Rajasthani snacks make a great accompaniment to a glass of their special Adraki chai (ginger tea).

Home to royal palaces, mighty forts and unending deserts, Rajasthan is the land of legends and kings and queens. Rajasthani cuisine is famous all over India for its rich flavours and unique cooking styles. Being an arid state, the traditional cooking style has evolved in such a way that very less water is used in cooking. More oils and spices are used in order to preserve the food for longer times. Also, Rajasthani cuisine uses milk, ghee and butter in large quantities owing to the local production and availability of dairy products. Here are some top dishes which has made the Rajasthani cuisine famous worldwide. All you have to do is contact one of the car rentals in Jaipur for a day of restaurant hopping in the city.

Daal Baati Churma
This is the signature Rajasthani dish which is a combination of baked round bread called Baati, spicy lentil curry or Daal and a lightly sweet crumble known as Churma. It is so simple yet tasty and healthy. The baati is made out of wheat flour, ghee and milk and cooked in a baati cooker or tandoor whereas the daal is made of five different types of lentils. Churma is nothing but crushed baati mixed with sugar or jaggery and flavoured with cardamom.

Gatte ki Sabzi
Gatte is the gram flour balls which are used in the preparation of various dishes. Gatte ki sabzi is an everyday dish made by cooking gram flour balls in a gravy of buttermilk and spices. The sabzi can be relished with rice or roti.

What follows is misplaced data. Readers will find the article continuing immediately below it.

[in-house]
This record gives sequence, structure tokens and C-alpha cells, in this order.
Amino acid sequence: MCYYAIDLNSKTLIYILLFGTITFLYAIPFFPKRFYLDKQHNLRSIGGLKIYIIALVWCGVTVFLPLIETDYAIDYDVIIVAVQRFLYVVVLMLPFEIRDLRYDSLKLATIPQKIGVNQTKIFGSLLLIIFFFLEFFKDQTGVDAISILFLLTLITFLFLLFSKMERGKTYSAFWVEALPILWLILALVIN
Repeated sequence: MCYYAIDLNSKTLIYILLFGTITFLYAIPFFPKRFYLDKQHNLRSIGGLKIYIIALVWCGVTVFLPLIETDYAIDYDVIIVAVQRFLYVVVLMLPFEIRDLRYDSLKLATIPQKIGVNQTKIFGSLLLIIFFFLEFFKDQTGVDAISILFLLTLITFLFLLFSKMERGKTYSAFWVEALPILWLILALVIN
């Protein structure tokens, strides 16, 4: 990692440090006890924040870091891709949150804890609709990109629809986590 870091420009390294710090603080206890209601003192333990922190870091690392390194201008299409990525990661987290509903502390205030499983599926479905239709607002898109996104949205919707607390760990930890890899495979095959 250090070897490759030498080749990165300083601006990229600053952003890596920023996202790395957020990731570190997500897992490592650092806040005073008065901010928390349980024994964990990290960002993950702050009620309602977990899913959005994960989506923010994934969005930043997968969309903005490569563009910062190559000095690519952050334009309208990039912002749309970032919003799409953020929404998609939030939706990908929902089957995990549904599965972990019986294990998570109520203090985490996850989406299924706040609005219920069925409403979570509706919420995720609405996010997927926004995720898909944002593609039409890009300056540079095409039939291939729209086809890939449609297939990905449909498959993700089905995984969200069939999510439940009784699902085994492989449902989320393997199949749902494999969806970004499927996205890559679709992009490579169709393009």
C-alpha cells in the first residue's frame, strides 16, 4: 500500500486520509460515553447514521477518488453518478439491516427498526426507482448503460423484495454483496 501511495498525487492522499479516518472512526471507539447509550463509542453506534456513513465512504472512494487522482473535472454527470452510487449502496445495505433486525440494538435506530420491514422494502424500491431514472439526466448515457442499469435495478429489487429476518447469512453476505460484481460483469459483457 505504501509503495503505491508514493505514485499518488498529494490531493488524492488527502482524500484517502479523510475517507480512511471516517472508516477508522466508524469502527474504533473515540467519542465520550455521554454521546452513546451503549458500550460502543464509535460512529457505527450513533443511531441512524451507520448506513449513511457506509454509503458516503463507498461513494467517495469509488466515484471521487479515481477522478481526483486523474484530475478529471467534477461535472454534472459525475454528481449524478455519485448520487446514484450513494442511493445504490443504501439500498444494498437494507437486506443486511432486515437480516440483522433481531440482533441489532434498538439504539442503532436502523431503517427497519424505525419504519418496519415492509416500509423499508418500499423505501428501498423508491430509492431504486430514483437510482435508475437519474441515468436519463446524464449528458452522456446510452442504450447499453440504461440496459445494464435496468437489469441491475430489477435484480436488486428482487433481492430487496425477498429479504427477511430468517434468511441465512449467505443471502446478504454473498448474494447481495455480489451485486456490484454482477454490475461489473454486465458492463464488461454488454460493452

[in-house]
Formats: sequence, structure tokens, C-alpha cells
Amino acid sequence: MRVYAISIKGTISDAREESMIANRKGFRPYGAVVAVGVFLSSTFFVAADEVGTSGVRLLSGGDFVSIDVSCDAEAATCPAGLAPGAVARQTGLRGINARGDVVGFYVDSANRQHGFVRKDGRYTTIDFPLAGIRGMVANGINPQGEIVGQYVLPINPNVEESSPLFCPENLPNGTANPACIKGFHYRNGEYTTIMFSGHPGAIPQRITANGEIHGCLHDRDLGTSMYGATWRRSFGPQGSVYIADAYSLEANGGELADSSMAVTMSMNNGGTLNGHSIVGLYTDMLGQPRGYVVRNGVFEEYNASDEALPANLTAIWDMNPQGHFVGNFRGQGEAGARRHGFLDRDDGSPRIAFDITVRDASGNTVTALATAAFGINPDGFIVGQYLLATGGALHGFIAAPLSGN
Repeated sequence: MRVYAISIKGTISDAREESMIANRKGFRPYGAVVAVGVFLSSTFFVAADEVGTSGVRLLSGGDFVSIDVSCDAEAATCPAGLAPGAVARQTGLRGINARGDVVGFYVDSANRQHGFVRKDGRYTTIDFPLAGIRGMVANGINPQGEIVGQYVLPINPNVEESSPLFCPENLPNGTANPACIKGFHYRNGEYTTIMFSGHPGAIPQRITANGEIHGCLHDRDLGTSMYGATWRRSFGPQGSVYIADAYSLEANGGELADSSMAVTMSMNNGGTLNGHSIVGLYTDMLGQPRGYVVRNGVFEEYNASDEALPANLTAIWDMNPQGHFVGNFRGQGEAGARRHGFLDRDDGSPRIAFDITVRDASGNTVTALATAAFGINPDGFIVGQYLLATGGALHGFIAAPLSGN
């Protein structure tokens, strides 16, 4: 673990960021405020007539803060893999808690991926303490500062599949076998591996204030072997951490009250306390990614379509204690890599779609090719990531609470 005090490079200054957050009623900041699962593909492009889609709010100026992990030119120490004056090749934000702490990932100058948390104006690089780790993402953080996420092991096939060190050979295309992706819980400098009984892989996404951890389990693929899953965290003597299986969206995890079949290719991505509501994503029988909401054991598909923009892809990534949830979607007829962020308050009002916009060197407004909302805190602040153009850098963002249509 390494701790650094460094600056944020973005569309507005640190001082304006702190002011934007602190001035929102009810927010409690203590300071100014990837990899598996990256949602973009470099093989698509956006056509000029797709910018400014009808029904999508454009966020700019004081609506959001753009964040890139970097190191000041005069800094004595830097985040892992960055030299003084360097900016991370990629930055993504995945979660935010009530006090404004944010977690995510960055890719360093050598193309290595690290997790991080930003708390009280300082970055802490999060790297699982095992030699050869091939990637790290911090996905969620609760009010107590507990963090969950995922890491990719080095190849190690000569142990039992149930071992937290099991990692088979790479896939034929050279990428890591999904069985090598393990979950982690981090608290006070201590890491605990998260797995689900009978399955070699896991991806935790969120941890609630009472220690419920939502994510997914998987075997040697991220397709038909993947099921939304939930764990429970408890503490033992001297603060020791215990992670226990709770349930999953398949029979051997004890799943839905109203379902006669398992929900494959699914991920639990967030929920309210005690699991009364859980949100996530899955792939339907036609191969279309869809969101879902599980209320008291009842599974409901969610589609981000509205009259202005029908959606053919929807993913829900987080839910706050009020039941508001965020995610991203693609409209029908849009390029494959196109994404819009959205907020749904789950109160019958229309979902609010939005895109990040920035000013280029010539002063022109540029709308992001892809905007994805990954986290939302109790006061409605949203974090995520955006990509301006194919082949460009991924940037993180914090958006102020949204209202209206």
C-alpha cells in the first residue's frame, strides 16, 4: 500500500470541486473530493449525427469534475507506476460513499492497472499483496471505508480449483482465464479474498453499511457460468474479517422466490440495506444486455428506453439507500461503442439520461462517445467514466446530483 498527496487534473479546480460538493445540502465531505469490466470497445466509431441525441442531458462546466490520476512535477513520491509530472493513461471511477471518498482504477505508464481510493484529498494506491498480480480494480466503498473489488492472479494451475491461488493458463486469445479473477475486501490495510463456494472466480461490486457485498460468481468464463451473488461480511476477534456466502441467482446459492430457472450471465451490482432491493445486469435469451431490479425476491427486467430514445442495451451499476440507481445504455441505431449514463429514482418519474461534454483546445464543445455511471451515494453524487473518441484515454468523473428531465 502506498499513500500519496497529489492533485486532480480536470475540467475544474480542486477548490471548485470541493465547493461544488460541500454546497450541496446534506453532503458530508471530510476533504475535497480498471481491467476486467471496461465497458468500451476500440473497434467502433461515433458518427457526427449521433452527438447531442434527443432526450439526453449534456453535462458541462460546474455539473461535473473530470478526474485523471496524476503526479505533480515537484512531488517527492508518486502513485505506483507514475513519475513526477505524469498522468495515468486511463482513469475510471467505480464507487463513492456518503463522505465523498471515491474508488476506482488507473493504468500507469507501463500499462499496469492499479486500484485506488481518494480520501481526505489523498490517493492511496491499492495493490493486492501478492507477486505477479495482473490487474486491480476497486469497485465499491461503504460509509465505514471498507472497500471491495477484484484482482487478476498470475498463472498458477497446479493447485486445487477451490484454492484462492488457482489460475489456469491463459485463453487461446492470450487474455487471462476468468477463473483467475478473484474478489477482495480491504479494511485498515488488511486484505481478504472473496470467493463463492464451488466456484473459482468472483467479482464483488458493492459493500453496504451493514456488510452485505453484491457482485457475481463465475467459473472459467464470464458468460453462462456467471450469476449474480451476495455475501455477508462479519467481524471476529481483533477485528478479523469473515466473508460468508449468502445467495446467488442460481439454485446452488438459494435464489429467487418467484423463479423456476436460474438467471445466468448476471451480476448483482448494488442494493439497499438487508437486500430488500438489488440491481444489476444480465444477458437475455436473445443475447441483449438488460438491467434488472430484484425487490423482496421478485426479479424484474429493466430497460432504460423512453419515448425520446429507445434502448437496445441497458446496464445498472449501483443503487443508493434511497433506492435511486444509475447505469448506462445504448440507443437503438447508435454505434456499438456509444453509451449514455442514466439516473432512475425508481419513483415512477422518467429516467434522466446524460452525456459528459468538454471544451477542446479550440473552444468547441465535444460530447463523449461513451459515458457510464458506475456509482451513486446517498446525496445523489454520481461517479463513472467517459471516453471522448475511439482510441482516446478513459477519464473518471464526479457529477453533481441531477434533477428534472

gatte
Gatte ki Sabzi.

Ker Sangri
Ker Sangri is yet another traditional dish of Rajasthan which is a preparation of dried Ker berries with Sangri beans. These berries and beans grow easily in desert conditions, and hence it evolved as a staple food item. Ker Sangri pairs best with roti, daal and rice.

Laal Maas
Rajasthani cuisine is mainly vegetarian. However, the Rajput influence has led to the inclusion of some mouthwatering meat preparations in the cuisine. Traditionally, Laal Maas used to be prepared with deer meat or boar meat. In modern days, the dish is prepared using tender mutton. The spicy red curry is best relished with bajra ki roti. Liberal use of fiery red chillies imparts the unique red colour to the curry.

Mohan Maas
This is yet another mutton dish where well-cooked delicious mutton chunks are dunked in a
rich gravy of milk, cream, spices and nuts.

Rajasthani sweets and snacks.
A man with Rajasthani sweets and snacks.

Snacks
Rajasthani snacks make a great accompaniment to a glass of their special Adraki chai (ginger tea). Kachoris and Samosas are commonly found in every local sweetmeat shop in the city. Kalmi Vada, Bikaneri Bhujia, and Mirchi Vada are some of the other snacks to be tried.

Sweets
Rajasthani cuisine is not complete without mentioning its wide variety of mouth-watering
sweets and desserts. Most of their sweets are rich preparations involving generous usage of
milk, cream, ghee, and sugar. Sweet lovers cannot miss trying out Mava Kachori, Rabri Jilebi, Malpua, Balushahi and Ghevar.

The foodie in you is sure to stumble upon more exotic and unique culinary delights if you set out to explore the place in detail. Jaipur Outstation taxi services are also available for intercity trips within Rajasthan, to make the most out of your Rajasthan food expedition journey.